brand will help to sell his butter, just
the same that a nice fancy brand helps
to sell other goods. The aim of the law
is to raise the standard of dairy pro
ducts and give the producer a chance
to protect his products against an in
ferior class of goods.
The only means we have of getting
this before ihe general public is
through the medium of the press, and
we hope all newspapers in the State
will copy and publish this article.
Kindly thanking all publishers in
anticipation of a compliance with this
request. I am,
Yours most respectfully,
A. F. Hitt,
State Dairy, Food & Oil Commissioner,
A New Live Stock Sprayer.
The practice of dipping cattle has
not been entirely satisfactory, and
cattlemen have objected to it as being
severe, and even dangerous, if not
cruel, to the stock treated. Spraying
has been suggested as a cheaper and
more humane way of treating live
stock, and is especially effective in re
suits; and a spraying machine has
been invented and is now on trial in
Colorado. It is called the Seabury
Live Stock Spraying Machine, having
been patented by Dr. G. T, Seabury
It stands on its own wheels and is
state veterinarian of Wyoming. The
plan and working of the machine is
described as follows:
practically a covered tank, the floor
of which is a moving sidewalk. The
stock are driven by a chute at one end
and pass through the tank down an
other chute. After being run up the
chute the animals have no chance to
balk because the moving sidewalk
carries them right on through,
douched with a spray from 250 jets
each with three holes, placed on all
sides of the interior. The spray is un
der eighty pounds pressure and drench
The machine is operated by a trac
tion engine, and may be moved over
the country from one bunch of cattle
to another, just as threshing ma
chines are moved in the farming dis
tricts. The spray is similar to the
dips used for years past, composed of
Beaumont oil, lime, sulphur, etc.
The work of sprayiug may be car
ried on very rapidly, as an animal can
be passed through in thirty seconds
The first extensive test of the machine
is to be made at Corona, Colo, on a
bunch of 75,000 head of range cattle,
The owners charge from 16 cents to
25 cents a head for spraying according
to the size of the bunch, and they pro
pose to operate the machines in that
way, rather than sell them outright,
The cost of constructing a machine is
given at $2,000. It is proposed to turn
out the machines as rapidly as possi
ble, and if the manufacturing com
pany are not able to do the work as
rapidly as desired they may erect a
plant of their own. Their patents
cover the United States and seven for
eign cattle countries,
reports haying orders to place the ma
chines at the Omaha stock yards, with
Miller A Lux, the big cattlemen of
California; in Iowa, Montana and Old
es the animals to the skin.
The company
Interesting Experiment In Horticulture.
County Assessor, J. W. Watkins,
while doing official work the other day,
visited the home of Harry Shearer,
at Squaw Butte, above Emmett, and
was greatly interested in what he
found in the shape of experimental
work which Mr. Shearer is conduct
ing. The farm of 160 acres is on the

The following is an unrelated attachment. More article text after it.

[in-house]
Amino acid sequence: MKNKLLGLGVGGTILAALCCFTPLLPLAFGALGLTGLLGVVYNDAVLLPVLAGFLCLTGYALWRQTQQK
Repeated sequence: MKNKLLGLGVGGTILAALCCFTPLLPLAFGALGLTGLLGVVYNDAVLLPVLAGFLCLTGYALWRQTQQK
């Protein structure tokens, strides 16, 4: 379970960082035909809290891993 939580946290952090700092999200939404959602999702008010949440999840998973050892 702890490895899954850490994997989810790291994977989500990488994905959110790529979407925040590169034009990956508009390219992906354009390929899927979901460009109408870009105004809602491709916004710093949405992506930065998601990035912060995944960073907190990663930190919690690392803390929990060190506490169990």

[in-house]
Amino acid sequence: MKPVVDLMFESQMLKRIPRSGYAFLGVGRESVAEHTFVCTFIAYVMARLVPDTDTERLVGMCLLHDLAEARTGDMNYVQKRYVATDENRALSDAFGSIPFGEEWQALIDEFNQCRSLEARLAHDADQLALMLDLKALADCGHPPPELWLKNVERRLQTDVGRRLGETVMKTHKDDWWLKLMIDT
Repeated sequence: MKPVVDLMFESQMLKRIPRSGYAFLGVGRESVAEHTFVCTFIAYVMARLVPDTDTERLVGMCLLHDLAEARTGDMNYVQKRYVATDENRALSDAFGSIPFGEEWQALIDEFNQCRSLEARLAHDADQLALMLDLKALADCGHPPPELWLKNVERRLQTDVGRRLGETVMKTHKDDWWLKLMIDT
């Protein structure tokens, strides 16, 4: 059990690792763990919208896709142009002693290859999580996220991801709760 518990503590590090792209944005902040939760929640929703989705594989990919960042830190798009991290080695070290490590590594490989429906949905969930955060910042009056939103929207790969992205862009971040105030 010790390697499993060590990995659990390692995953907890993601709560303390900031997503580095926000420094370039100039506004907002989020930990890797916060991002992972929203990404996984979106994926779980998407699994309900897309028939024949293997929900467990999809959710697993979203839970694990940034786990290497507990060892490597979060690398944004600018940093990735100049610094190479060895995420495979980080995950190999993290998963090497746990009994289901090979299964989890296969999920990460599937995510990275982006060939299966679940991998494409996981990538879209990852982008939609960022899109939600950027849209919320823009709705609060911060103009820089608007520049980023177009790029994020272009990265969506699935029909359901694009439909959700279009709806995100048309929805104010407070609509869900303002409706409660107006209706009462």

west side of the Butte, and 5 or 6 acres
are devoted to fruits and nut bearing
trees. There are many varieties of or
chard trees, consisting of apples,
pears, peaches, plums, nectarines,
apricots, quince, etc, besides small
fruits in great variety. A fig tree is
also one of the attractions. Mr.
Shearer has four different varieties of
waluuts,—the black, white, English
and Japanese. A sample of walnuts
grown on the Shearer place was left
by Mr. Watkins, at the Rural office,
They are smaller and more pointed in
appearance than the English variety,
but are similar in quality. Many of
these nut trees are bearing and the or
chard fruits are generally full. One
of the novelties which Mr. Shearer
has, is an apple tree, with euphonious
name, Undnleskina, the wood of
which is of a carmine color and the
meat of the fruit is a blood red. It is
not of special value. He has many
other things of interest on the place,
Mr. Watkins says that Mr. Shearer
quietly experimenting for
many years and has become quite
skillful and expert. He also enjoys
When ir
as been
his experiments very much,
rigation is needed he utilizes a large
spring near at hand. His location is
favorable for fruit growing and es
pecially for dodging unseasonable
Government to Test Dry Land Farming.
It seems that Uncle Sam is to test
J the merits of dry land farming. A
location has been secured on the west
ern slope of Colorado, in Garfield and
Pitkin counties, far above the irrigat
ing canal, and where "the only possi
ble moisture will come from nature it
self." The station, or farm, will be
under the direct management of ex
perts from the U. S. agricultural de
partment, who will determine what
kind of grains and grasses, or other
crops, shall be planted. The State
Agricultural College will keep in close
touch with the experiments, and take
up the work when the government
specialists have finished. This ap
pears, to the Gem State Rural, to be
an important step in the right direc
tion and one that ought to be extend
ed to other pjrtions of the arid west.
W. M. Fritz, a Dry Creek farmer,
has »rived the problem of raising a
fine garden by irrigating with a pump
and windmill. He pumps the water
into a large tank, from which he con
ducts it to the garden as required. The
feasibility of irrigating any
tract, from a garden tract to a home
depth, has been so fully demonstrated
that it is expected the method will ere
long become quite general. — Twin
Falls Ex.
Pumping Is Feasible.
stead, by the use of pumps, where wat
er can be obtained at a reasonable